However, open documentation seeks to be available to other people and develop collaboration networks. The most common way to do this is to use content storage platforms on the network. Although these solutions are quite well known and used, there are some practices to consider in order to share documentation that is accessible and usable.

Keep in mind the longevity of the information. In the first instance, tools such as Google Drive and Dropbox are used, tools that allow organizing and storing information, as well as providing specific access with other people or the general public. However, one of the problems with these solutions is that their access usually depends on a single person or platform policies, so often these accesses are revoked by mistake or because the person no longer works on the platform. project and contact is lost, or even due to the unfortunate loss of access to an email.

Consider accessibility. This implies, among other things, choosing platforms that preferably do not require registration or too much personal data, that is available for low-speed Internet connections, and that the interface is available in several languages.

Ready-to-use documentation: Openclipart
Capture obtained from this page .

Openclipart is a platform that contains clipart images that can be used for various uses such as presentations or serve as illustrations for books or manuals. All Openclipart images are in the public domain, which means they can be used without restrictions.

On the right is an example of an image available on the site, showing some relevant characteristics on how to process and store information:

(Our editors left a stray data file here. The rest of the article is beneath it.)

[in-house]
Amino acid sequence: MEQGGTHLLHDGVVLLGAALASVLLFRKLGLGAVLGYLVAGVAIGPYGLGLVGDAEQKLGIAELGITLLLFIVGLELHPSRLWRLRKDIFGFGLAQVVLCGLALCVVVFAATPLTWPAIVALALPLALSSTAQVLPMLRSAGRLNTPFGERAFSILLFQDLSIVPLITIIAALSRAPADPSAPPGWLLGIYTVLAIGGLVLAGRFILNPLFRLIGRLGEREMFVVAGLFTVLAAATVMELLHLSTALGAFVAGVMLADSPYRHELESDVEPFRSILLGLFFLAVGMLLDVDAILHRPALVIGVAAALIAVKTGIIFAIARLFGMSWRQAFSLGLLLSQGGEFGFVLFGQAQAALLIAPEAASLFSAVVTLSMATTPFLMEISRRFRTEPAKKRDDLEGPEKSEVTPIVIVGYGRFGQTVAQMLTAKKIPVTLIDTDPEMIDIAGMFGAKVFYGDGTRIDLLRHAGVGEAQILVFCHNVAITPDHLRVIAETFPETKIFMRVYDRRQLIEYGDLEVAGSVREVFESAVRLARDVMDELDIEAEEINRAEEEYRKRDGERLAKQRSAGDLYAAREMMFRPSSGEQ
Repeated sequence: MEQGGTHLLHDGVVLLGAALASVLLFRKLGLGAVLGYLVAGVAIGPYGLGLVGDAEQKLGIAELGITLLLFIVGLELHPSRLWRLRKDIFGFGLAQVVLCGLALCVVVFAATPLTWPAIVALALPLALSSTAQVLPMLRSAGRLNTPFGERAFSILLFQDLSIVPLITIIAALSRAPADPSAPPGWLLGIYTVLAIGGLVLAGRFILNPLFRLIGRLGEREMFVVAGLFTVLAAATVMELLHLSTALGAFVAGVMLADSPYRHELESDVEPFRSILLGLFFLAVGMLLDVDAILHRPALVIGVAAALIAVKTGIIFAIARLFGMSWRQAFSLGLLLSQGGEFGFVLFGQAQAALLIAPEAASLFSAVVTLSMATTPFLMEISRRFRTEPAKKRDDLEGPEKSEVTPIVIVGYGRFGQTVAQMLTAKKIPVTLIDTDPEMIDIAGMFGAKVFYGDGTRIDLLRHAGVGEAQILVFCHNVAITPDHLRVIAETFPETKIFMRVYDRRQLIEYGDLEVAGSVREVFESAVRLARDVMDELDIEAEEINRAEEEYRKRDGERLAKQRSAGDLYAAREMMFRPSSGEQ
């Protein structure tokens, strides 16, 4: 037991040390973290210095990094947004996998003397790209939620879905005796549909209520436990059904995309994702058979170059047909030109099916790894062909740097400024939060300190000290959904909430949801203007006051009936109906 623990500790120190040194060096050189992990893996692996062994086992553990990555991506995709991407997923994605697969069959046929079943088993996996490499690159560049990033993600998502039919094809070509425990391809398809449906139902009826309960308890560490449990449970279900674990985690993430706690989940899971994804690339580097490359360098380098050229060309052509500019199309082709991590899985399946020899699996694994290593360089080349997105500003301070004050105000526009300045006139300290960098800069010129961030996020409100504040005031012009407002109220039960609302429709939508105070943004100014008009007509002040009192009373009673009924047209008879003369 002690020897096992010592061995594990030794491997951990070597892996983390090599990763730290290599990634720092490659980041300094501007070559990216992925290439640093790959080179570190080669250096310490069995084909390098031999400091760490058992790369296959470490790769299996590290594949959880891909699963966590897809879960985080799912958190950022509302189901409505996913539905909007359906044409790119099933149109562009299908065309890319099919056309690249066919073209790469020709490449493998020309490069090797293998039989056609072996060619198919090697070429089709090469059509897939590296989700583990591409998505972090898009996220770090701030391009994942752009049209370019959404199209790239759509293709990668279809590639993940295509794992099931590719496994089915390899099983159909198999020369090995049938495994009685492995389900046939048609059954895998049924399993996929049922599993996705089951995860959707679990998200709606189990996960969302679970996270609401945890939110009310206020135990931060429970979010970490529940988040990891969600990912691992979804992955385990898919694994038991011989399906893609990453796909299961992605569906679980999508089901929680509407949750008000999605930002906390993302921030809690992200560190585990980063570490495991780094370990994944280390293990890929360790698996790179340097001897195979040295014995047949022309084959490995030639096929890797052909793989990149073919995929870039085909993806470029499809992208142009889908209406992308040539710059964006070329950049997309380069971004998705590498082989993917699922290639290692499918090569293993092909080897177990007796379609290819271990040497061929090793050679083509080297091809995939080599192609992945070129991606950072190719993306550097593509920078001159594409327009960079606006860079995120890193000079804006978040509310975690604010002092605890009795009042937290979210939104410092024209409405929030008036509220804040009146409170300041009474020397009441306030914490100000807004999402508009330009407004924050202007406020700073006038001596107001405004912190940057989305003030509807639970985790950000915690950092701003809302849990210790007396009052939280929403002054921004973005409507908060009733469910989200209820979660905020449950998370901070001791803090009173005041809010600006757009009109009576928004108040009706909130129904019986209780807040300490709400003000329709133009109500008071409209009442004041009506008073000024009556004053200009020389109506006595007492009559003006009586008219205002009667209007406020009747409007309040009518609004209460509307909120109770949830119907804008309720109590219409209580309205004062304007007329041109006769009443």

• Use of open formats. The illustration uses the SVG format, which is open (even supported by browsers) and editable by a large number of software tools.
  • It has descriptive metadata: the date and time of creation, the author, the title, and even a record of subsequent uses for derivative works (that is, someone used the image as a basis to create a new one).
  • It is available on a platform accessible by anyone on the Internet.

Make information "discoverable"

Metadata on Wikimedia Commons.

For the documentation to be used by more people, it is necessary to make it available to those who seek it. An example of this is someone searching for images of local energy solutions, interviews describing water filtration initiatives, or schematic drawings of how an agricultural business model works.

The easiest ways to ensure discoverability are:

  • Create folders to organize the information according to the classification criteria of the different processes and types of solutions. Examples are: per year, per event, or per project.
  • Facilitate downloading of content and encourage the use of multiple copies on different platforms.
  • Add metadata to files and collections. Metadata is often defined as "data about data" and is tags that allow content to be identified: date, location, author, comments, etc. Some digital files have the ability to store metadata, for example the EXIF ​​format for photos, which can be viewed from a computer or phone (by searching for the option to view an image's attributes).

In this way, the result of the Solution Mapping activities will be accessible to all those who seek to address local problems with the help of knowledge obtained elsewhere.

Making documentation reusable

Finally, it is important to consider how documentation management encourages other people to use the content. This can be facilitated through the selection of open licenses and their correct use. The section on open licenses will explain in more detail how to choose and apply a license for documentation and knowledge products.

Relevant Resources


  1. ^ Wickham, H. (2014). Tidy Data. Journal of Statistical Software , 59 , 1–23.